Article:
The government shutdown and looming threat of default have pitted House conservatives against the Republican Party's traditional allies in the business community. Populist Tea Partiers driven by ideology care little for the pleas for sanity from banking lobbyists and the Chamber of Commerce; indeed, they wear their disregard for Big Business as a badge of honor.
Where does that leave the Koch brothers? The billionaire industrialists have funded a sprawling empire of libertarian-conservative activism; they've been dubbed the bankrollers of the Tea Party. Liberals frequently accuse them of seeking deregulatory policies to further their company's financial interests. But what happens when the Tea Party's ideological warfare threatens to plunge the U.S. economy into chaos?
The answer: The Kochs appear to be distancing themselves from the movement they've helped to create. In a letter released Wednesday, Koch Industries' chief lobbyist, Philip Ellender, says the company does not favor the House's push to defund Obamacare as a condition of keeping the government open. Koch Industries would prefer to see Congress focus on fiscal issues: "We believe that Congress should, at a minimum, keep to sequester-level spending guidelines, and develop a plan for more significant and widespread spending reductions in the future," Ellender writes.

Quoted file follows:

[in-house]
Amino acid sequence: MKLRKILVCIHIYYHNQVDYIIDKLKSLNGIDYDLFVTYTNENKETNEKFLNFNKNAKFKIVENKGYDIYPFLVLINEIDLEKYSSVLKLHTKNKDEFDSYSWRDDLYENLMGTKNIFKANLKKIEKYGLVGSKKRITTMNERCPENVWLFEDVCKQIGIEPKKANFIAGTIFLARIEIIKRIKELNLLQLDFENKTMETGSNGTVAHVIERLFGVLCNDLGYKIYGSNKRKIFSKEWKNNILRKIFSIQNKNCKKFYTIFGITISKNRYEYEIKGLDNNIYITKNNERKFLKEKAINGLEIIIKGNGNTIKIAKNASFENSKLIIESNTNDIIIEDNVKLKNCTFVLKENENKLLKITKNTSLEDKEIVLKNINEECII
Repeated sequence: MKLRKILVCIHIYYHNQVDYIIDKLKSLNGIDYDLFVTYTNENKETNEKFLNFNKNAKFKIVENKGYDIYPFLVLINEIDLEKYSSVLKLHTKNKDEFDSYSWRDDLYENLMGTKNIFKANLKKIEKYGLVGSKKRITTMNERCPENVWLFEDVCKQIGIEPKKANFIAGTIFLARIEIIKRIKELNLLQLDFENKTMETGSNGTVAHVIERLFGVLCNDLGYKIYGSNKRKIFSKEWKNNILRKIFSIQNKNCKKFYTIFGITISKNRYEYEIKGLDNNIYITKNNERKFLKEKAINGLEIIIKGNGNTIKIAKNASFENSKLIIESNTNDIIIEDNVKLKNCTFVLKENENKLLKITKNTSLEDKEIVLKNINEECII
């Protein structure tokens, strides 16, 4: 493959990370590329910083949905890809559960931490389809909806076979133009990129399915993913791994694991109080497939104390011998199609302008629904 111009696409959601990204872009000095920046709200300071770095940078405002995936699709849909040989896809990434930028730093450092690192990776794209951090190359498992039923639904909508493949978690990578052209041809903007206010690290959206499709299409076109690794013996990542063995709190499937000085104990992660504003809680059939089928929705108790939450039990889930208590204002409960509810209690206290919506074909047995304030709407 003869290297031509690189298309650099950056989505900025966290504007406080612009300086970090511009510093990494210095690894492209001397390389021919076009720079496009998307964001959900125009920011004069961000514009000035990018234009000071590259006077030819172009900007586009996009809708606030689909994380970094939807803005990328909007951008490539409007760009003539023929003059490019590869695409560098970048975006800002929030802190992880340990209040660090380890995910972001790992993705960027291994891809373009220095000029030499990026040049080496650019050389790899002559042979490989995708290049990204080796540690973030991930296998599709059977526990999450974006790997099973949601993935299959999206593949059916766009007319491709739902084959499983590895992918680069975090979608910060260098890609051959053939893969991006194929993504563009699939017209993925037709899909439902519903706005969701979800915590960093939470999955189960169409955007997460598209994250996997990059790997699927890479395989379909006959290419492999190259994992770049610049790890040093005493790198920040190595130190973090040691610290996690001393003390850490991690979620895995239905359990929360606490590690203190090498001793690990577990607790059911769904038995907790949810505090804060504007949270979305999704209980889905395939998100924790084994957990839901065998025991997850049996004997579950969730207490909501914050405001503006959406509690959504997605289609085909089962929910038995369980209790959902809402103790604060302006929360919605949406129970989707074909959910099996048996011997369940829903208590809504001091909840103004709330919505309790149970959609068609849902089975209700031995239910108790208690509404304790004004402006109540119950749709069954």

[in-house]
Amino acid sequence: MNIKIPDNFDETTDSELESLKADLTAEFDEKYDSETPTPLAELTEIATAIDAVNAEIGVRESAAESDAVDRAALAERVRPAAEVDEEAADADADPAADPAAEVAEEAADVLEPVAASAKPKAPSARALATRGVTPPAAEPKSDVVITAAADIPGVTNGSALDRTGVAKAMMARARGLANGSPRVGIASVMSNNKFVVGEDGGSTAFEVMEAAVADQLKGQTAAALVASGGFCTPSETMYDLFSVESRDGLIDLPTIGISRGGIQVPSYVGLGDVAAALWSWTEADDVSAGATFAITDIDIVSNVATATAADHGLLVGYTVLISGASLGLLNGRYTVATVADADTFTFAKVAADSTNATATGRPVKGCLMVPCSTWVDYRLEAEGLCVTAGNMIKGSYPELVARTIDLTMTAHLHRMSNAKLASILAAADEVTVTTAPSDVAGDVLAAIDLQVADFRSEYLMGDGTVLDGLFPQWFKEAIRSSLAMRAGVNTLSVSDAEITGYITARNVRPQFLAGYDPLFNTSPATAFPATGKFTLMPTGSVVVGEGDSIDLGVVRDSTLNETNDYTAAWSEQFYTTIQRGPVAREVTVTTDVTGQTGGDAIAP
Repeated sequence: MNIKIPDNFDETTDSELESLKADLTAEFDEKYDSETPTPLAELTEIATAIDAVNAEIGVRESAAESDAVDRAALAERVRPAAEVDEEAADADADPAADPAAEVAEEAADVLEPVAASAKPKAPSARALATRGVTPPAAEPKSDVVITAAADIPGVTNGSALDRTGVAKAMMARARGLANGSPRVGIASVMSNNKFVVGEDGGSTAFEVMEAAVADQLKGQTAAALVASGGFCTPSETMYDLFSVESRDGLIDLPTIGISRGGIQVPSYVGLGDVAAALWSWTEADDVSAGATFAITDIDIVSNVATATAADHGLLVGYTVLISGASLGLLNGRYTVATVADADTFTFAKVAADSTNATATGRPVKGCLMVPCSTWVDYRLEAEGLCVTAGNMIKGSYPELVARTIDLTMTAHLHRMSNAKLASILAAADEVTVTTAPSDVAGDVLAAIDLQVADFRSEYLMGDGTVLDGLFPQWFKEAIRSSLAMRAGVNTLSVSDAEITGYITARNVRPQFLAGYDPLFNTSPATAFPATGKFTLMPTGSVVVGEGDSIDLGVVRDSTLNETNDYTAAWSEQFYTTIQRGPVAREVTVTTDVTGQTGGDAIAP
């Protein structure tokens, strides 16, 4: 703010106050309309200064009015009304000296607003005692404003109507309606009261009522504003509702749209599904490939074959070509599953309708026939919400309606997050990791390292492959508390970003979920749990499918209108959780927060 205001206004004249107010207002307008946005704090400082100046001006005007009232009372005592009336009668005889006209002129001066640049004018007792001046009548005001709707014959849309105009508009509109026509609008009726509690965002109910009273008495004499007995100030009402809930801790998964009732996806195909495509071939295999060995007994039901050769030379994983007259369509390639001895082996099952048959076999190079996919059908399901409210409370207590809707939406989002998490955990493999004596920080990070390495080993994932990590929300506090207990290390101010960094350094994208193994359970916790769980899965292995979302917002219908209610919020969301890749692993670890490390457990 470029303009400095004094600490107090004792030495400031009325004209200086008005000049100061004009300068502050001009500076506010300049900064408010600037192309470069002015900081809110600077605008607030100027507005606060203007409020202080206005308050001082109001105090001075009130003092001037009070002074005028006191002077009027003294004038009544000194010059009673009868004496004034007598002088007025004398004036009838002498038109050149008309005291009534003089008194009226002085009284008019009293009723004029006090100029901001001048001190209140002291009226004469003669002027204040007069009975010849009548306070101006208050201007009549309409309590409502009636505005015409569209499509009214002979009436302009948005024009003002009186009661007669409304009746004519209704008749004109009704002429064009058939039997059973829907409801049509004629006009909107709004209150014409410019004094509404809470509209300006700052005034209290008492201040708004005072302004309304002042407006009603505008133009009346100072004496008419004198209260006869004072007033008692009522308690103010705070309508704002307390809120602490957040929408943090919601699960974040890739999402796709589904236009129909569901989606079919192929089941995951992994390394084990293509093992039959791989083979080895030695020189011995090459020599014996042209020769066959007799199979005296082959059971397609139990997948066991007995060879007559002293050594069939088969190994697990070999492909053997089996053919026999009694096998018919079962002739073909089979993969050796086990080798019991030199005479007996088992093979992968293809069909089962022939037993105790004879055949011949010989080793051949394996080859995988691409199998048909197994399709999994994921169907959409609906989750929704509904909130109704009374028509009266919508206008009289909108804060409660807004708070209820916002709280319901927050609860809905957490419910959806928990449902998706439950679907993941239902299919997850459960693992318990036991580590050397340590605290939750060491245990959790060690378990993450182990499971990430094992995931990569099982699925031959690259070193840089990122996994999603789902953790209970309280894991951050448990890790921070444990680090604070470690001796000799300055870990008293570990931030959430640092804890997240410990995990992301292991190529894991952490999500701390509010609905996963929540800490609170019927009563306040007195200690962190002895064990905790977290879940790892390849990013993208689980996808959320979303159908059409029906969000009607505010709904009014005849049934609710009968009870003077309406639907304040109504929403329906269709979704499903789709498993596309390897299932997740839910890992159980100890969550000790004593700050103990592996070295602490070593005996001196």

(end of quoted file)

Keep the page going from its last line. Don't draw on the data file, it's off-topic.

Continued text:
Ellender's letter came in response to Democrats' attempts to pin the shutdown on the Kochs. Speaking on the Senate floor on Tuesday, Majority Leader Harry Reid said: "Very rich people in America who don’t believe in government have used Obamacare as a conduit to shut down the government .... This has been led by, according to the news article, a former attorney general of the United States, Ed Meese, and the Koch brothers, who have been raising and spending hundreds of millions of dollars to get us where we are right now," Reid said.